As to how much to do and the value in doing it. The answer to that is only known to the person with the house. I know in my life my opinion of value changed many times based around my ability to pay for something better. It sounds to me like the OP values having a place that’s his and paid for. And the photos show me they are not afraid of some hard work to make it livable, so based around that and the fact the labor is free this place looks like a lot of labor and a careful use of materials I say keep going and every little step makes it better.

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Old 04-02-2014, 11:16 AM  
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I was just raising the question; I wouldn't try to answer it from where I sit. But it occurred to me that if the whole house looked like this, you could put a trailer on the property and start from scratch.

I see that there are neighbors nearby. I wonder what kind of info they can share about this building.

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Old 04-05-2014, 04:37 PM  
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Thanks Bud for the ice damn link, and slowandsteady for the pdf it should help. I probably should read it before this post.

Slowand Steady:
The rest of the house was built right. The house was free. This is a weekend lake house area. One house was rented because of the economy and there is a 70+ year old woman that might remember something about it being built, but I don’t know how much she knows about construction. I found a paper from 1954 saying that the water was tested as safe, and something about a volunteer fire department in the kitchen wall. I know the initial house was built in 1940. Perhaps the add on was built in 1954.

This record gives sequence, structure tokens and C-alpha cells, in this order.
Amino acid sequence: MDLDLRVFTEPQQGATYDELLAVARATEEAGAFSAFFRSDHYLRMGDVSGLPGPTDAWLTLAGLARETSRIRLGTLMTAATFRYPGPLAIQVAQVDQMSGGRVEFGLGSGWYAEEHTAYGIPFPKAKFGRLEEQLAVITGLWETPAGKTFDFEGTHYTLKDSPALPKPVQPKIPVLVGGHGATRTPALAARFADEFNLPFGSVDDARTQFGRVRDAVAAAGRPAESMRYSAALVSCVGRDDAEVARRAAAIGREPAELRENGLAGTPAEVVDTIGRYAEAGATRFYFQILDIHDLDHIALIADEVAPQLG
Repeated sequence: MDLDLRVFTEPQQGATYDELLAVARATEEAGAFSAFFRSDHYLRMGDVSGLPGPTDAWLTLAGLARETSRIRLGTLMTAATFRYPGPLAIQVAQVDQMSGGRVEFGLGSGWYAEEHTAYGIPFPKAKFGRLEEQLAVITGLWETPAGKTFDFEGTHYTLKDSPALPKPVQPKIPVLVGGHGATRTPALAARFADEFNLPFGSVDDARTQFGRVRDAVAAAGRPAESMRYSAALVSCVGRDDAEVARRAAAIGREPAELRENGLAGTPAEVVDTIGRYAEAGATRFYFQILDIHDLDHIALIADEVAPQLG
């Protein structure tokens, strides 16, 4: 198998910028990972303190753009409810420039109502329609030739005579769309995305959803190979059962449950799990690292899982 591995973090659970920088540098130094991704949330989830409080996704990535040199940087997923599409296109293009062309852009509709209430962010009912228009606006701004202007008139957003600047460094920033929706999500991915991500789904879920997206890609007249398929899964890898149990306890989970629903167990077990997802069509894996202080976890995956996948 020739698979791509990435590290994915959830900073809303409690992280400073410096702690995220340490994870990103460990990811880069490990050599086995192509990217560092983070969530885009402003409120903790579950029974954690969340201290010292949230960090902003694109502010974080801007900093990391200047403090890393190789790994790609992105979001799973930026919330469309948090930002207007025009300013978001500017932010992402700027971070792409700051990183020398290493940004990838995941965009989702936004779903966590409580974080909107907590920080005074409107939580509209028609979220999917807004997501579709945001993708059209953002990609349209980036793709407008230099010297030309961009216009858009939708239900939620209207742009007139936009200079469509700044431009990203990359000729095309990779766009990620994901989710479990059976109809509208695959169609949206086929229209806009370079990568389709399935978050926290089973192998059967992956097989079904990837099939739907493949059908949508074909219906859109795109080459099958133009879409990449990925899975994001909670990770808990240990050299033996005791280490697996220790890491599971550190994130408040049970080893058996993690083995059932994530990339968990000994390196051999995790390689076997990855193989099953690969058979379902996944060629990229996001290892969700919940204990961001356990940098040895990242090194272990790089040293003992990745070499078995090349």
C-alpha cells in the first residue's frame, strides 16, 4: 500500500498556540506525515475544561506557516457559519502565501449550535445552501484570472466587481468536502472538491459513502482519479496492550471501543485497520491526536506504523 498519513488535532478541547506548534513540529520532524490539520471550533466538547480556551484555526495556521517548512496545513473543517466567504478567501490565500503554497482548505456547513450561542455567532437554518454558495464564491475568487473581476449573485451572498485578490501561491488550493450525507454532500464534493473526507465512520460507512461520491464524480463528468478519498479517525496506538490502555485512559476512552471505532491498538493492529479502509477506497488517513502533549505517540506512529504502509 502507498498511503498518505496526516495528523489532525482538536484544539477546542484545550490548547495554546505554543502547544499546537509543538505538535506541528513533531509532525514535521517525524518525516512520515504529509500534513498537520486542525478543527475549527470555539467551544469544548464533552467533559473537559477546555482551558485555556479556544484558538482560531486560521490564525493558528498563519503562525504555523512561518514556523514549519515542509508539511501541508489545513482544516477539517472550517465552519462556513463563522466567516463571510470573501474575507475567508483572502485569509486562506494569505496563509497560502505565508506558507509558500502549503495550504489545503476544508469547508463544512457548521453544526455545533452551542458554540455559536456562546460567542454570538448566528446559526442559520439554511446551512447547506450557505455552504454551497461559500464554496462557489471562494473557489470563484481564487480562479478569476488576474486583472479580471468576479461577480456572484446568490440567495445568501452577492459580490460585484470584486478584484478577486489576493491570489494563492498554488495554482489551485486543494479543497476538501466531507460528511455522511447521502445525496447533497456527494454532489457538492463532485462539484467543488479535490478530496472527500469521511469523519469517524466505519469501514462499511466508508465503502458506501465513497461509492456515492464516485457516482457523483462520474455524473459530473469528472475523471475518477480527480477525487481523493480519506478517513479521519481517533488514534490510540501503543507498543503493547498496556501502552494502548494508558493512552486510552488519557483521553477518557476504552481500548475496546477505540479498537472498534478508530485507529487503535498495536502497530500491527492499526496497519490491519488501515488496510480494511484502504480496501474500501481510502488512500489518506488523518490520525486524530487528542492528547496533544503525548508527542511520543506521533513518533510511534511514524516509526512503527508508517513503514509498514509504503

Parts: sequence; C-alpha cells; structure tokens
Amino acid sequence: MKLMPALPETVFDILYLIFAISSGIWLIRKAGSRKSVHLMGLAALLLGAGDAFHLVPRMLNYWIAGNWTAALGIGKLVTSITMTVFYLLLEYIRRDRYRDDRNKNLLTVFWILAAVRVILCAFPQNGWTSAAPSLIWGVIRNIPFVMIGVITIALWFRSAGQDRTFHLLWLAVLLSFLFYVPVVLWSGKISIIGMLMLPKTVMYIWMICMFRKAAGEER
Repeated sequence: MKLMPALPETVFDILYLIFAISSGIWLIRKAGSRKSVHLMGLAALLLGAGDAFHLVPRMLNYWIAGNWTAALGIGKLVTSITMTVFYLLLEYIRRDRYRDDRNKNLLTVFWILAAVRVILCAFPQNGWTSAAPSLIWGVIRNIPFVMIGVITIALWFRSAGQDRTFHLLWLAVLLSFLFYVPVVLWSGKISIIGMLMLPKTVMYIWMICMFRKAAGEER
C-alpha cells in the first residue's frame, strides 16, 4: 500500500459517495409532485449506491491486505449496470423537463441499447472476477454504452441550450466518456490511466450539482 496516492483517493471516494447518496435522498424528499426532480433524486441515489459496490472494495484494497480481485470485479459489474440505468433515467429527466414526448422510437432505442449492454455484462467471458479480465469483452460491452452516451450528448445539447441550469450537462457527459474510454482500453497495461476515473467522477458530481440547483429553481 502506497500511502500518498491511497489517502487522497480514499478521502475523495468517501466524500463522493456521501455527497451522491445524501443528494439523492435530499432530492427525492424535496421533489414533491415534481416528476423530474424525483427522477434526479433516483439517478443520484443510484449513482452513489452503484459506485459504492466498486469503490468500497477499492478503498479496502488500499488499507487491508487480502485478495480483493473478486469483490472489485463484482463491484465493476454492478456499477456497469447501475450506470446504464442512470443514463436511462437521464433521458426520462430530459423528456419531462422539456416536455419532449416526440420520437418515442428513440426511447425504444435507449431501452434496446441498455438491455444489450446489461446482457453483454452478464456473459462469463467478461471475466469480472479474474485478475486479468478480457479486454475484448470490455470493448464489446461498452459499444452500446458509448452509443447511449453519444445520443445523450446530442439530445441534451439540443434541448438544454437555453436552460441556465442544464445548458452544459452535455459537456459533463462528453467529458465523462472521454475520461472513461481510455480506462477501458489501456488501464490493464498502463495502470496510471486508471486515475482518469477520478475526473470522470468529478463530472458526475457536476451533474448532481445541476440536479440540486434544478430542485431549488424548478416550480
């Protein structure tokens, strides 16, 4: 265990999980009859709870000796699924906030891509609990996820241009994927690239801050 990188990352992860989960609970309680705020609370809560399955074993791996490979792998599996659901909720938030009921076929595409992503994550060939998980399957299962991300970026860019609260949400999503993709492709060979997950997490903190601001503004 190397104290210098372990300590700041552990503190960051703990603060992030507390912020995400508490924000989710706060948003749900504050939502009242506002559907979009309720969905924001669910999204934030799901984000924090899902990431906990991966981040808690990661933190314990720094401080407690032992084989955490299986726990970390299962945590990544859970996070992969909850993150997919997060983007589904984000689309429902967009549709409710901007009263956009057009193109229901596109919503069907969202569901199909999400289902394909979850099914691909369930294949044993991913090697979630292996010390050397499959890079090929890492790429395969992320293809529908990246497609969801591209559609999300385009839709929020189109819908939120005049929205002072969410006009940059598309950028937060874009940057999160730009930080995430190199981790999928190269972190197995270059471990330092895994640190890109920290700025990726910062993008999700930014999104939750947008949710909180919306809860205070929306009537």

The shed was built right. It is the size of a two car garage with an A frame. There is electricity but no plumbing. I guess I could build an outhouse and go with the theme. Hook up the tankless water heater in the shed.


I know how you love my ultra drawings so, I have made another.
These are the problem areas of the house. The other side of the house is fine. It is the kitchen roof where all of the water pours off that has caused the problems and the kitchen’s foundation, which may have shifted because of the rotten beam (where the water splashed).

The house was built like steps up/down. There might be one 2x4 under the load bearing ‘wall’ in the kitchen.
I might have exactly the same problem the hillbilly did with the original roof. All of the water from the entire house


Nealtw:
The kitchen is 13’ long
There are 3 piers. The one in the middle is about at 7 1/2 feet between the two.
There are 2 2x4’s as a joist I guess. There is a problem. See photo.

The photo in post #33 shows the stage Right view



Bud:
It was built outside of the kitchen, after it steps down.
I can’t tell where the new wall has been built. Im guessing on top of ONE of the leaning 2x4’s in the crawl space that support the kitchen floor joists.
Post #33 shows the kitchen joists resting on the 2 slanting 2x4’s.
Post #34 shows the step down from the kitchen onto the living room floor. Which would make the load bearing wall resting on nothing structural, just the living room floor.


Maybe the new photos help.

I think if I rip the old kitchen wood out, replace the rotten green beam, and replace the load bearing wall with something like how a garage is built, I should be set. Right? As far as this kitchen mess. Then do what I need to seal the roof and look into gutter…?

If I can get everything except the Big Boy work done I might be able to call a couple of friends to help.

Thanks guys!

lean-house-problems.jpg  
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Old 04-05-2014, 04:39 PM  
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Stage-left-Crawl-Space

There is a pier and beam about 7 1/2 feet in-between the piers on the outside of the house.



stage-left-crawl-space.jpg